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A Decorative Concrete Supply Store Dazzles With Its New Showroom

Mike Branch (right) and Carmin Parisi from Chicago Brick Oven monitor a pizza in a working decorative-concrete display oven at The Rental Branch.
Mike Branch (right) and Carmin Parisi from Chicago Brick Oven monitor a pizza
in a working decorative-concrete display oven at The Rental Branch.

Prepare yourself — you are about to enter the ultimate decorative concrete showroom zone.

Mike Branch, owner of The Rental Branch in St. Joseph, Mich., had a vision to create the most concentrated display of decorative concrete anywhere. Mission accomplished. Mostly finished as of late 2010, it’s been nearly a year in the making, though it felt more like 10 years, according to Mike, considering the business remained open during the extensive reconstruction. The end result was worth it all.

When Branch opened his business in 1996, decorative concrete was virtually nonexistent in his southwest Michigan waterfront community. Exclusively an equipment rental business at first, The Rental Branch started small in decorative concrete supply, selling only finishing tools and equipment. It evolved in 2004 when it began selling color and renting stamps. With the new additions, decorative concrete started catching on, as the stamp rentals provided contractors with the opportunity to offer a variety of stamped patterns without making a large investment. It wasn’t long before contractors were even sending their clients to The Rental Branch to look at samples and get ideas.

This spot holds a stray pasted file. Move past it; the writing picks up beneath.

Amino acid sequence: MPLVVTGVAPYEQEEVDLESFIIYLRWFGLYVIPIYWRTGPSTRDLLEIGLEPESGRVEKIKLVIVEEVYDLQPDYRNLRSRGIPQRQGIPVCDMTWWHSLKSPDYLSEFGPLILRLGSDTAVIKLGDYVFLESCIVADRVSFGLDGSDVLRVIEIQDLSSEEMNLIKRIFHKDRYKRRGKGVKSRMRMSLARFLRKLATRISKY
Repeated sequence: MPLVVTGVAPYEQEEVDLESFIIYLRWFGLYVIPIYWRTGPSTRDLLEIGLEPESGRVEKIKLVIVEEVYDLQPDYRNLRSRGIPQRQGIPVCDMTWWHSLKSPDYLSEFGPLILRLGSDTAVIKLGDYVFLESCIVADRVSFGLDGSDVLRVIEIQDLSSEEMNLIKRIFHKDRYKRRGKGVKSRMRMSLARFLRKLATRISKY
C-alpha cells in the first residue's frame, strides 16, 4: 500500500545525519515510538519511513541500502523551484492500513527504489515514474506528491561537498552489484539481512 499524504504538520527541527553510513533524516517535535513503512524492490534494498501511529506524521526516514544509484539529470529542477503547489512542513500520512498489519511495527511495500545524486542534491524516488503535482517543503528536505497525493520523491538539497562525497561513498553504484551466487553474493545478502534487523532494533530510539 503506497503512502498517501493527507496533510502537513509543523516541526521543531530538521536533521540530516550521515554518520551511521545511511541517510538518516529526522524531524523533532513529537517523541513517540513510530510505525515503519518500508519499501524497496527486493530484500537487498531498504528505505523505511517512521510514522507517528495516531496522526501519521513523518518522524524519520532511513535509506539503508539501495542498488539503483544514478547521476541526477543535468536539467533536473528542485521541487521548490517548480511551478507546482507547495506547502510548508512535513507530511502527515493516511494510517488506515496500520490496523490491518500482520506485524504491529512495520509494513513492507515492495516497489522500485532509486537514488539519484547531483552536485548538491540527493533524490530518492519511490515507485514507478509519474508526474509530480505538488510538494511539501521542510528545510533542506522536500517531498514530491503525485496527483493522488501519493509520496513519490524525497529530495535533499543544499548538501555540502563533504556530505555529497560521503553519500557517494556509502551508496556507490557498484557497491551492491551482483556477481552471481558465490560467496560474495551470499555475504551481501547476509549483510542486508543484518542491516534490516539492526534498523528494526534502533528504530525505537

As demand continued to grow, it made sense for The Rental Branch to become a full-service DC facility. “It’s been a nice way to combine our core business, renting stamps, shotblasters, grinders, polishers and so on, with the actual materials,” says Branch. “People used to come in and ask if we sold decorative concrete products. Now they look around and ask if we still rent equipment.”

The Rental Branch went through a major decorative concrete makeover to show some of the cool things you can do with decorative concrete.

Before you even enter the store there is so much to see, as nearly every surface is covered with decorative concrete, including the building itself. Dan Foytick, area sales manager for Brickform at the time, hand-delivered the Paladiano texture mats that helped create a walkway of exterior decorative concrete samples, an almost quilt-like pattern of colors and textures that lead you to the building’s entrance. But don’t go inside just yet — to the left of the store is a massive outdoor kitchen with state-of-the-art appliances, ample counter space and a Chicago Brick Oven. The Rental Branch is a distributor for the Brick Oven, a specially designed wood-burner. They have embedded one in a DC chimney facade, and they actually use it to bake pizza for their customers. “If you see smoke coming from the chimney, stop by and get a slice of pizza,” Branch says.